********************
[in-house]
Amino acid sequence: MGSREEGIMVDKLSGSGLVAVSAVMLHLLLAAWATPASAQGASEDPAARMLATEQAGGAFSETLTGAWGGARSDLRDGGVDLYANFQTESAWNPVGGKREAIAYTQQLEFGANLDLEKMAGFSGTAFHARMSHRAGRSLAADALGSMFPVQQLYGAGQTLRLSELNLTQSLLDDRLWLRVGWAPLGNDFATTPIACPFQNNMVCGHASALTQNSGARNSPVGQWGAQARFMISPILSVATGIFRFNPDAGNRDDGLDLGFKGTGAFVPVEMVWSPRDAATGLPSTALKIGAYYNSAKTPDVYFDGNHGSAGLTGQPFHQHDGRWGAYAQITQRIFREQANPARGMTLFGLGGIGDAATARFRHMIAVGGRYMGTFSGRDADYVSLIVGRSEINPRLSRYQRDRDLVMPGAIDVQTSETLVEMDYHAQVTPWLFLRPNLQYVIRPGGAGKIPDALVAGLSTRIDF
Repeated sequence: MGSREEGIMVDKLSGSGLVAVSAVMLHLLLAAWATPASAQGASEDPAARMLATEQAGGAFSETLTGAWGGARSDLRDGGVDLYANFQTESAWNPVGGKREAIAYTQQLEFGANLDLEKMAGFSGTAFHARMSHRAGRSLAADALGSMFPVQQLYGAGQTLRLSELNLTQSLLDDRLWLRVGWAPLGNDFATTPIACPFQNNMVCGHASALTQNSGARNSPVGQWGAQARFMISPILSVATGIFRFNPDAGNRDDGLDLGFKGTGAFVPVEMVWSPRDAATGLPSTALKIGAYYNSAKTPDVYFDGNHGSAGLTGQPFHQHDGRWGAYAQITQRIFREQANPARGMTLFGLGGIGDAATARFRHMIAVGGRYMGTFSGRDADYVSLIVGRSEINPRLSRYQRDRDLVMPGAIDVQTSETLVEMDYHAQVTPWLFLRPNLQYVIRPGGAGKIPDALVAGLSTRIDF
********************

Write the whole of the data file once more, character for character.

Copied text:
[in-house]
Amino acid sequence: MGSREEGIMVDKLSGSGLVAVSAVMLHLLLAAWATPASAQGASEDPAARMLATEQAGGAFSETLTGAWGGARSDLRDGGVDLYANFQTESAWNPVGGKREAIAYTQQLEFGANLDLEKMAGFSGTAFHARMSHRAGRSLAADALGSMFPVQQLYGAGQTLRLSELNLTQSLLDDRLWLRVGWAPLGNDFATTPIACPFQNNMVCGHASALTQNSGARNSPVGQWGAQARFMISPILSVATGIFRFNPDAGNRDDGLDLGFKGTGAFVPVEMVWSPRDAATGLPSTALKIGAYYNSAKTPDVYFDGNHGSAGLTGQPFHQHDGRWGAYAQITQRIFREQANPARGMTLFGLGGIGDAATARFRHMIAVGGRYMGTFSGRDADYVSLIVGRSEINPRLSRYQRDRDLVMPGAIDVQTSETLVEMDYHAQVTPWLFLRPNLQYVIRPGGAGKIPDALVAGLSTRIDF
Repeated sequence: MGSREEGIMVDKLSGSGLVAVSAVMLHLLLAAWATPASAQGASEDPAARMLATEQAGGAFSETLTGAWGGARSDLRDGGVDLYANFQTESAWNPVGGKREAIAYTQQLEFGANLDLEKMAGFSGTAFHARMSHRAGRSLAADALGSMFPVQQLYGAGQTLRLSELNLTQSLLDDRLWLRVGWAPLGNDFATTPIACPFQNNMVCGHASALTQNSGARNSPVGQWGAQARFMISPILSVATGIFRFNPDAGNRDDGLDLGFKGTGAFVPVEMVWSPRDAATGLPSTALKIGAYYNSAKTPDVYFDGNHGSAGLTGQPFHQHDGRWGAYAQITQRIFREQANPARGMTLFGLGGIGDAATARFRHMIAVGGRYMGTFSGRDADYVSLIVGRSEINPRLSRYQRDRDLVMPGAIDVQTSETLVEMDYHAQVTPWLFLRPNLQYVIRPGGAGKIPDALVAGLSTRIDF